Survey says

Dr. Soliman and colleagues reported that they found no association between ‘knowledge’ of obesity-related endometrial cancer risk and the women’s education, age, racial/ethnic group, household income, insurance, or weight. Women with higher levels of education and insurance were more likely associated with beliefs of an increased risk for breast cancer and colon cancer associated with obesity, but even this modest correlation was untenable.

“There was no evidence of an association between racial/ethnic group and ‘knowledge’ of increased risk associated with obesity for endometrial, colon, or breast cancer,” they wrote. However, “for each cancer, black women were the most likely to answer that they did not know about the increased risk for cancer associated with obesity.” [Secure your neck brace here.] “These finding suggest that black and/or hispanic women, who may be at higher risk for endometrial cancer due to the increase prevalence of obesity, could be potential target groups for educational programs.”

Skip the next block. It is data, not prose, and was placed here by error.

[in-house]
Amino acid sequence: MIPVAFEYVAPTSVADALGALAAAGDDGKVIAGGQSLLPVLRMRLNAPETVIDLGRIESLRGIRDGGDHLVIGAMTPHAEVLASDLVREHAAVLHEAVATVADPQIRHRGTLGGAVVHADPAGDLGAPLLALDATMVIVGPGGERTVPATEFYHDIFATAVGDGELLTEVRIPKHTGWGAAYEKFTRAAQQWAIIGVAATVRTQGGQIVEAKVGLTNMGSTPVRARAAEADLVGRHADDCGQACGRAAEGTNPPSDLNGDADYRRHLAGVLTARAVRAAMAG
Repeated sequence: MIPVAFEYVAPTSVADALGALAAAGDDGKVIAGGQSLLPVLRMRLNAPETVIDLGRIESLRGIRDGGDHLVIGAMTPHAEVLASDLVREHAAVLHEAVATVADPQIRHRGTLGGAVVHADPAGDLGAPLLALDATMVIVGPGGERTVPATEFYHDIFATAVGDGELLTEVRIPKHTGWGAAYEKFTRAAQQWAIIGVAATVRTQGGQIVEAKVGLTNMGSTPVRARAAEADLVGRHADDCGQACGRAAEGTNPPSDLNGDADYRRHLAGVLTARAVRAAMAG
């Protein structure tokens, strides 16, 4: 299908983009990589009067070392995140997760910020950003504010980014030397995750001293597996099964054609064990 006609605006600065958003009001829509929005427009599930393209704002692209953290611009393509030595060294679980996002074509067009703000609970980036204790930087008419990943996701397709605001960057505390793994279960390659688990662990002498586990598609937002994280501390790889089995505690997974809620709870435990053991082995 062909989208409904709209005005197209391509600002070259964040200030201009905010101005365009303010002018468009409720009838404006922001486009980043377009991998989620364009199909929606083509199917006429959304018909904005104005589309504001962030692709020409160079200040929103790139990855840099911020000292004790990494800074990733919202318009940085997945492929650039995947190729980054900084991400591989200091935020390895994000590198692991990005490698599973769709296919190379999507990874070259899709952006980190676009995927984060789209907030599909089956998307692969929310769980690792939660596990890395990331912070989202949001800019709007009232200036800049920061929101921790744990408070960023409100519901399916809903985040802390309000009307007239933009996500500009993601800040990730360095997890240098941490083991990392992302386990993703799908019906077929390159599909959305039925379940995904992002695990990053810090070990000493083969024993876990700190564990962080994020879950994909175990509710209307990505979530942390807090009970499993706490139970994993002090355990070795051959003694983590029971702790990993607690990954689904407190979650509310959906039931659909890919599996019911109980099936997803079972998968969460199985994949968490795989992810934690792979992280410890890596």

In other words — while the strongest body of evidence continues to show no relationship between body weight and overall cancer risks, and these authors found no correlation between race/ethnicity and women who said they believed obesity was related to increased risks for cancers — the authors conclude that minority women are promising targets for programs to convince them of a risk!

Their conclusion stated: